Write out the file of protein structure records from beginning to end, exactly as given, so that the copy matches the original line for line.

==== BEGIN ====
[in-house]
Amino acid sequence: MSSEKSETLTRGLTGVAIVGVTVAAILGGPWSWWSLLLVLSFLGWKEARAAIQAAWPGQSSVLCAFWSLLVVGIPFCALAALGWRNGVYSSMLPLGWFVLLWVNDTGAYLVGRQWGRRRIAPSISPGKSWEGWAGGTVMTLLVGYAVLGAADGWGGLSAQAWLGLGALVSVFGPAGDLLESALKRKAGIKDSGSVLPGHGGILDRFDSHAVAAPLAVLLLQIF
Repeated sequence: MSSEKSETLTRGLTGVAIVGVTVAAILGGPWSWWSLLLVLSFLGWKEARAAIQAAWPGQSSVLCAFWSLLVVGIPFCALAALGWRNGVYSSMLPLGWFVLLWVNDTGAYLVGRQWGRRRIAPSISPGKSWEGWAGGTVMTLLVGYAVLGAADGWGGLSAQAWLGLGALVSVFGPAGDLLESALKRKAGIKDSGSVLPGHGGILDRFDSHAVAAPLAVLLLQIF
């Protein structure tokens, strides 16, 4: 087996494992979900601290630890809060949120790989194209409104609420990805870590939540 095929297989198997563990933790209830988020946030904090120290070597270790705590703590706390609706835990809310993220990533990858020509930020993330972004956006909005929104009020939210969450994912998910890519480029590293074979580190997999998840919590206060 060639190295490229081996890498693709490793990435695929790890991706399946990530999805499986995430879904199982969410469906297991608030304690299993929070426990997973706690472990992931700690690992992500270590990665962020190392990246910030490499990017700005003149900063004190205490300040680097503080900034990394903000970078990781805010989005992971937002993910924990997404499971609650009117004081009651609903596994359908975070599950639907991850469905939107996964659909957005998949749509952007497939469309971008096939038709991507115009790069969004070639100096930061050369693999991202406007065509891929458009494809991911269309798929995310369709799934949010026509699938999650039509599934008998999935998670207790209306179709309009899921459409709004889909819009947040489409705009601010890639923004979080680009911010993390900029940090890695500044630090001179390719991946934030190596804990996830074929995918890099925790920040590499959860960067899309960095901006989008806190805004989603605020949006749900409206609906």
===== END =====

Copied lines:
[in-house]
Amino acid sequence: MSSEKSETLTRGLTGVAIVGVTVAAILGGPWSWWSLLLVLSFLGWKEARAAIQAAWPGQSSVLCAFWSLLVVGIPFCALAALGWRNGVYSSMLPLGWFVLLWVNDTGAYLVGRQWGRRRIAPSISPGKSWEGWAGGTVMTLLVGYAVLGAADGWGGLSAQAWLGLGALVSVFGPAGDLLESALKRKAGIKDSGSVLPGHGGILDRFDSHAVAAPLAVLLLQIF
Repeated sequence: MSSEKSETLTRGLTGVAIVGVTVAAILGGPWSWWSLLLVLSFLGWKEARAAIQAAWPGQSSVLCAFWSLLVVGIPFCALAALGWRNGVYSSMLPLGWFVLLWVNDTGAYLVGRQWGRRRIAPSISPGKSWEGWAGGTVMTLLVGYAVLGAADGWGGLSAQAWLGLGALVSVFGPAGDLLESALKRKAGIKDSGSVLPGHGGILDRFDSHAVAAPLAVLLLQIF
């Protein structure tokens, strides 16, 4: 087996494992979900601290630890809060949120790989194209409104609420990805870590939540 095929297989198997563990933790209830988020946030904090120290070597270790705590703590706390609706835990809310993220990533990858020509930020993330972004956006909005929104009020939210969450994912998910890519480029590293074979580190997999998840919590206060 060639190295490229081996890498693709490793990435695929790890991706399946990530999805499986995430879904199982969410469906297991608030304690299993929070426990997973706690472990992931700690690992992500270590990665962020190392990246910030490499990017700005003149900063004190205490300040680097503080900034990394903000970078990781805010989005992971937002993910924990997404499971609650009117004081009651609903596994359908975070599950639907991850469905939107996964659909957005998949749509952007497939469309971008096939038709991507115009790069969004070639100096930061050369693999991202406007065509891929458009494809991911269309798929995310369709799934949010026509699938999650039509599934008998999935998670207790209306179709309009899921459409709004889909819009947040489409705009601010890639923004979080680009911010993390900029940090890695500044630090001179390719991946934030190596804990996830074929995918890099925790920040590499959860960067899309960095901006989008806190805004989603605020949006749900409206609906």